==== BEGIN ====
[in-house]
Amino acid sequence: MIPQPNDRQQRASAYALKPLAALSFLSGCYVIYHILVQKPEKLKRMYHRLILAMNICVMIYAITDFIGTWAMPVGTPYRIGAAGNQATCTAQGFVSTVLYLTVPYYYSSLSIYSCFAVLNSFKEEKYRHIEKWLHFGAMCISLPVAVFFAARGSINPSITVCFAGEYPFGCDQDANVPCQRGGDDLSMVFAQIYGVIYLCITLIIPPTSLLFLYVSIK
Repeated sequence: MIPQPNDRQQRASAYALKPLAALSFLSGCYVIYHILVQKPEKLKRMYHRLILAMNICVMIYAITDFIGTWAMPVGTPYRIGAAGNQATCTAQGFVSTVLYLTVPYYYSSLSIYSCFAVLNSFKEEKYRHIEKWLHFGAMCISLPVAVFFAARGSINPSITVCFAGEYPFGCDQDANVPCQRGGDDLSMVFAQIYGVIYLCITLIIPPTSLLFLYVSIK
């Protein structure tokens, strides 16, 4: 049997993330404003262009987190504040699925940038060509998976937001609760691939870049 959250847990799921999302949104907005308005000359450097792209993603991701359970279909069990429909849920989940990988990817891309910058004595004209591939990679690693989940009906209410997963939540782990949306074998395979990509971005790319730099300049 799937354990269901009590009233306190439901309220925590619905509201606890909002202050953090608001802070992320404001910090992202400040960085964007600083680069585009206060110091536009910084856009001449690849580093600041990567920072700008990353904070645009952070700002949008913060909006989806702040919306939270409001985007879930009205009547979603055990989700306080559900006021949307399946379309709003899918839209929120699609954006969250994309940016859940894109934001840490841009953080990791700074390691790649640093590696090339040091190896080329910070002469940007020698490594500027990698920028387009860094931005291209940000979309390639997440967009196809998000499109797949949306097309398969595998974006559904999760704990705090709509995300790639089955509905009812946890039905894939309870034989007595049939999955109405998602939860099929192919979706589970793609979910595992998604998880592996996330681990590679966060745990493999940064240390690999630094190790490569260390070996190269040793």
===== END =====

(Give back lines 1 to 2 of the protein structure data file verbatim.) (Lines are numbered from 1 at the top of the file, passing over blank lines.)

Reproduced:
[in-house]
Amino acid sequence: MIPQPNDRQQRASAYALKPLAALSFLSGCYVIYHILVQKPEKLKRMYHRLILAMNICVMIYAITDFIGTWAMPVGTPYRIGAAGNQATCTAQGFVSTVLYLTVPYYYSSLSIYSCFAVLNSFKEEKYRHIEKWLHFGAMCISLPVAVFFAARGSINPSITVCFAGEYPFGCDQDANVPCQRGGDDLSMVFAQIYGVIYLCITLIIPPTSLLFLYVSIK